Heh...you never know about public perception with regards to paphs and the psychos who grow them (we psychos in general have earned that reputation in my estimation). It always amazes me, just in the realm of orchid judging, how a superior blooming can get an otherwise decent but by no means truly spectacular clone a high AOS award, which then influences breeding trends, price, "desirability", etc. You also see this with certain clones that have already been awarded years back, and then someone grows it into a nice specimen, everything is larger and more vibrant, and you get the award "upgraded". I'm not necessarily critical of this, awards are given to the plant on the table without strings attached, but it just goes to show you that there's much more to a "superior" plant than a nametag. And that definition of superior is very subjective. I happen to like my dorsal sepals flat and my vandas resembling dinner plates, but there are those who disagree. Interesting discussions.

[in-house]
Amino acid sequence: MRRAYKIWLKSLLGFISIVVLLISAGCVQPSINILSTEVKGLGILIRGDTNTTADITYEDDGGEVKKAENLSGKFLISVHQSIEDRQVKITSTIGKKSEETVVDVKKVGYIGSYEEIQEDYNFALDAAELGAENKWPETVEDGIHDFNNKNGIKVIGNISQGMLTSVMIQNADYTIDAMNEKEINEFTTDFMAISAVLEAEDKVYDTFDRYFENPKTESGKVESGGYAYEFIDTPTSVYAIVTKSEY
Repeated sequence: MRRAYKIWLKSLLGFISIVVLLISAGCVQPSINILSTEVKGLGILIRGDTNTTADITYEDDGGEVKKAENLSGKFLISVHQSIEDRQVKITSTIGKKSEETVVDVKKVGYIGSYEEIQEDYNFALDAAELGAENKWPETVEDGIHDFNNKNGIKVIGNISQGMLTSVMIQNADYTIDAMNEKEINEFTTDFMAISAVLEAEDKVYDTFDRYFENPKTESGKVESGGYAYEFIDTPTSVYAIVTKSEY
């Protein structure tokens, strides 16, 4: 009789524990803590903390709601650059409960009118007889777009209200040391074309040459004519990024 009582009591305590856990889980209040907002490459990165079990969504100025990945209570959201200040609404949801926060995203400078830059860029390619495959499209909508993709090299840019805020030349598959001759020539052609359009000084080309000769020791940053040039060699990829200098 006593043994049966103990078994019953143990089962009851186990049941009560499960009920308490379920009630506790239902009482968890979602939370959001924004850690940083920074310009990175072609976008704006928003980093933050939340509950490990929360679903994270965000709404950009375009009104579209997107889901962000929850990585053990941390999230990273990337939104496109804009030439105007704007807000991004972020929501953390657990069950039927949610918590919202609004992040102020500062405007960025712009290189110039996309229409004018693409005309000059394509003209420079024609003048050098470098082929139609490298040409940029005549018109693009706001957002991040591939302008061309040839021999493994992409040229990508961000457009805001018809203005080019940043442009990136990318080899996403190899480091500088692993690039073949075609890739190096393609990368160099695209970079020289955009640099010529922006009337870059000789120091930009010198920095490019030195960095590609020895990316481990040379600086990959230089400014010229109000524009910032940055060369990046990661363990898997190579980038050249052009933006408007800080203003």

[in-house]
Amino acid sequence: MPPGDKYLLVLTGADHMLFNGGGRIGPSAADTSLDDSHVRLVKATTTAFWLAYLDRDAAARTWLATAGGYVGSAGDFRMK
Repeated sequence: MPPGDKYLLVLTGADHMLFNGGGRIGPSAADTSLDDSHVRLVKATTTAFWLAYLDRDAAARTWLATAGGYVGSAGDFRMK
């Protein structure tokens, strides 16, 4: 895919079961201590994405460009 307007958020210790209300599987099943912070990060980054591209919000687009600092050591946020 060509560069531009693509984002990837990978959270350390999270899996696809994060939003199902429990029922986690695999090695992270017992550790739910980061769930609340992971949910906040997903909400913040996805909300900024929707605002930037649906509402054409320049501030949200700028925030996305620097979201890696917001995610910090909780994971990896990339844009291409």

I think I'm rambling. Back to the case in point, I suspect that certain plants are more homogenous in their bloomings, while others may vary to a much greater extent. A plant like a Paph. Clair de Lune 'Edgard Van Belle' always looks the same, but take something with wavy margins like the petals of a Delrosi, and I'll bet that the pattern changes every blooming, and maybe even flower to flower on the same spike.
At least color should be more constant. But then again, yellows/greens and reds can be manipulated to some extent by light level, and it's pretty much across the board that the red phrags are much more vibrant during cool-weather bloomings (anthocyanin pigment is enhanced by cool temps, if I recall).